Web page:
It may not be as exciting as Watson, but “Jeopardy!” is coming back to Washington. (Seth Wenig/AP)

Once again, the list includes no sitting political figures, who are too skittish about competing in a test of knowledge.

Instead, once again, the list is thick with media types, and Power Player Week will be an exercise in picking lice off each others’ backs. You know: “Hardball” star Chris Matthews promotes “Jeopardy!” And “Jeopardy!” promotes Matthews and “Hardball.” Everybody wins, and some charities get some money.

Yes, MSNBC’s Matthews is returning to compete on the show; he’ll be joined by CNN (and syndicated talk-show host) Anderson Cooper. CNBC’s David Faber. BBC World News America’s Kitty Kay, NBC News’ Kelly O’Donnell, CNN’s Lizzie O’Leary, Fox News Channel’s Dana Perino, NBC’s Chuck Todd, and Fox News Channel’s Chris Wallace.

This year’s players also include TV’s Dr. Mehmet Oz, the Chicago Tribune’s Clarence Page, former White House press secretary Robert Gibbs, the New York Times’ Thomas L. Friedman, NBA star Kareem Abdul-Jabbar and native-son comic Lewis Black.

The episodes will tape Saturday in front of an audience at DAR Constitution Hall and air May 14-18.

Power Players Week has some competition this year. Days before those broadcasts, the syndicated quiz show “Who Wants to Be a Millionaire” — for the first time — will spend a week and a day “celebrating everything that makes America great!” with something it’s calling American Pride Week.

American Pride Week will feature firefighters, teachers and members of the U.S. military — all dressed in red, white, and blue, and also competing for charity.

American Pride Week will also feature U.S. Olympians: Gymnasts Dominique Dawes and Jonathan Horton and swimmers Dara Torres and Ryan Lochte will play “Millionaire” as two-person teams, and will donate their winnings to the U.S. Olympic Committee.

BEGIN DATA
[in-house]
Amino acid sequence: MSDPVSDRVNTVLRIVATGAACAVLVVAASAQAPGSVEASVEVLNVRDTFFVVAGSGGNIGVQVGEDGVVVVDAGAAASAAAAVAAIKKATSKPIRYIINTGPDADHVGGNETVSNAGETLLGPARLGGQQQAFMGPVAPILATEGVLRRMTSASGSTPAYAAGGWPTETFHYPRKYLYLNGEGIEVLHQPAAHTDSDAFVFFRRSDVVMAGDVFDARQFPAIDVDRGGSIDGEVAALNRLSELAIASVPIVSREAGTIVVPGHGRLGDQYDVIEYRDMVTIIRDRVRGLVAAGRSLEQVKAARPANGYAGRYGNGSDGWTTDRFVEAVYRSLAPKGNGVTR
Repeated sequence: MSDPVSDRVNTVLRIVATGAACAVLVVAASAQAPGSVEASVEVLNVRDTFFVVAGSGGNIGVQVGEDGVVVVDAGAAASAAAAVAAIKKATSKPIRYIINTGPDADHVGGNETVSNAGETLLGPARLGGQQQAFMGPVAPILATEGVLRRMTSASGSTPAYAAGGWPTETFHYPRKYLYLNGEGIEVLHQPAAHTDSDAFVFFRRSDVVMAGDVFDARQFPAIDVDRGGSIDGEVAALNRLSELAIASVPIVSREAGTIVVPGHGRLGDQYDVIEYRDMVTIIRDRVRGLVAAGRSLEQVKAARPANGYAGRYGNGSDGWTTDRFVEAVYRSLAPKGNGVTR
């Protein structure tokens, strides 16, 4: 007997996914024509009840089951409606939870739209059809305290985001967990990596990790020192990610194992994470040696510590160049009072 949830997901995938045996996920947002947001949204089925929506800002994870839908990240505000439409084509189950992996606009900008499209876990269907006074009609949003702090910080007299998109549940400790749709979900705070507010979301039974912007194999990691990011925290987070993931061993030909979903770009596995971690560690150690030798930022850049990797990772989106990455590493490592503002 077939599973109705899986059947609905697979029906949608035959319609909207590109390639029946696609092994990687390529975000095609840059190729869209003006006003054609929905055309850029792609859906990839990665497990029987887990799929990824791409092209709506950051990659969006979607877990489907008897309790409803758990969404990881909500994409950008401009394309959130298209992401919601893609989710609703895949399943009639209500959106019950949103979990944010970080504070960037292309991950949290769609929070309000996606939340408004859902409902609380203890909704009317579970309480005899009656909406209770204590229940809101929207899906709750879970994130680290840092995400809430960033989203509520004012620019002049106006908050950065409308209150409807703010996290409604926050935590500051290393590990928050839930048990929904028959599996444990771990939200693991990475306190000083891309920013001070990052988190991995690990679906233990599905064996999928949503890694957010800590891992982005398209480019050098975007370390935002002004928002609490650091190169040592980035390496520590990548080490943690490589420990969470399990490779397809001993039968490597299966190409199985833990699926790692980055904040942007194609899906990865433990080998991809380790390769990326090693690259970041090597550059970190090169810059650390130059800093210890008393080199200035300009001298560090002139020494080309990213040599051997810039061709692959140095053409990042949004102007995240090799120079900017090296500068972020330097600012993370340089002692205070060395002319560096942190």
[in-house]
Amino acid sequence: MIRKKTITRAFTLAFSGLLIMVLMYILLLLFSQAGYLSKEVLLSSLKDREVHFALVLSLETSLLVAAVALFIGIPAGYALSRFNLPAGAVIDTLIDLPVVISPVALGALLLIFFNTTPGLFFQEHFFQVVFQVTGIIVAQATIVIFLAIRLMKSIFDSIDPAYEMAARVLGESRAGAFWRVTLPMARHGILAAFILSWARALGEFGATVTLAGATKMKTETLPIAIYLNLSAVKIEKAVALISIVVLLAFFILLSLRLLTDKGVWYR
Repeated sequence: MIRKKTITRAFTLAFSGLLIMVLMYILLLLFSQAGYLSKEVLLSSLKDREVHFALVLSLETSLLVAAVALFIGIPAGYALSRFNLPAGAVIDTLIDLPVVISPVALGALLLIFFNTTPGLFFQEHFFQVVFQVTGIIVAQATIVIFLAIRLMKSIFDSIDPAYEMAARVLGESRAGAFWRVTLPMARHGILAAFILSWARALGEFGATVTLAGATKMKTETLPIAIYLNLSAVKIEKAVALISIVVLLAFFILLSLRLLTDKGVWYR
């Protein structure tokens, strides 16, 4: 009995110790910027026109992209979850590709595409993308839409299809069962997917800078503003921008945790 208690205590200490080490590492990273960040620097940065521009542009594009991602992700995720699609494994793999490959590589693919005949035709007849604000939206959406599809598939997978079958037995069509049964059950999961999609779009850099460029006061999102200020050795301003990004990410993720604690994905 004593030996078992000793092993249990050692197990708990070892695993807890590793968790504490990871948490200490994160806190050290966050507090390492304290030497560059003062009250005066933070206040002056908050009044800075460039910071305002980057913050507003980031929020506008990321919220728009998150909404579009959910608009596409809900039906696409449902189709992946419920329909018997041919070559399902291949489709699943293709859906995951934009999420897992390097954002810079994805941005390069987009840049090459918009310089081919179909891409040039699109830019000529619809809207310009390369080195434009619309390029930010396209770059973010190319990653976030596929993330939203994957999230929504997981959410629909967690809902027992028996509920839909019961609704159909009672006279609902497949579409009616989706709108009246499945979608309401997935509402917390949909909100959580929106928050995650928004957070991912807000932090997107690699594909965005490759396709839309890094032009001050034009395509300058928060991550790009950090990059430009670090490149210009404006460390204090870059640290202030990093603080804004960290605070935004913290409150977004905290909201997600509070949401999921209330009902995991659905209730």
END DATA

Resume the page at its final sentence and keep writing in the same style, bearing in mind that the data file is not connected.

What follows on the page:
American Pride Week will airs April 30 to May 4, with an additional broadcast on May 7.

Just one week later, Power Players Week debuts.

A “Millionaire” source insists that the themed episodes weren’t conceived to compete with Power Players Week, but rather to tap into viewers’ interest in the upcoming Summer Olympics in London.

“Jeopardy!” has a huge advantage over “Millionaire” heading into its dueling flag-waving, Memorial Day walk-up episodes. This season, “Jeopardy!” averages 9.134 million viewers a day; “Millionaire” averages about 3.6 million.

“Jeopardy!” boasts that it’s the country’s No. 1-rated “quiz” show (a sub-sect of the “game” show genre, of which “Wheel of Fortune” is the country’s most popular syndicated program) and reaches 25 million viewers each week.

That means 25 million viewers sample the show across its multiple broadcasts in the course of a week. That number makes advertisers happy, because the assumption is that viewers see an ad break.

Not making advertisers as happy: the “Jeopardy!” audience skews a very old 64.8 years — which means half its audience is older than about 65. “Millionaire’s” median age is 62.2 years. (For comparison’s sake, syndicated tabloid show “TMZ” has a median age of 45.2 years.)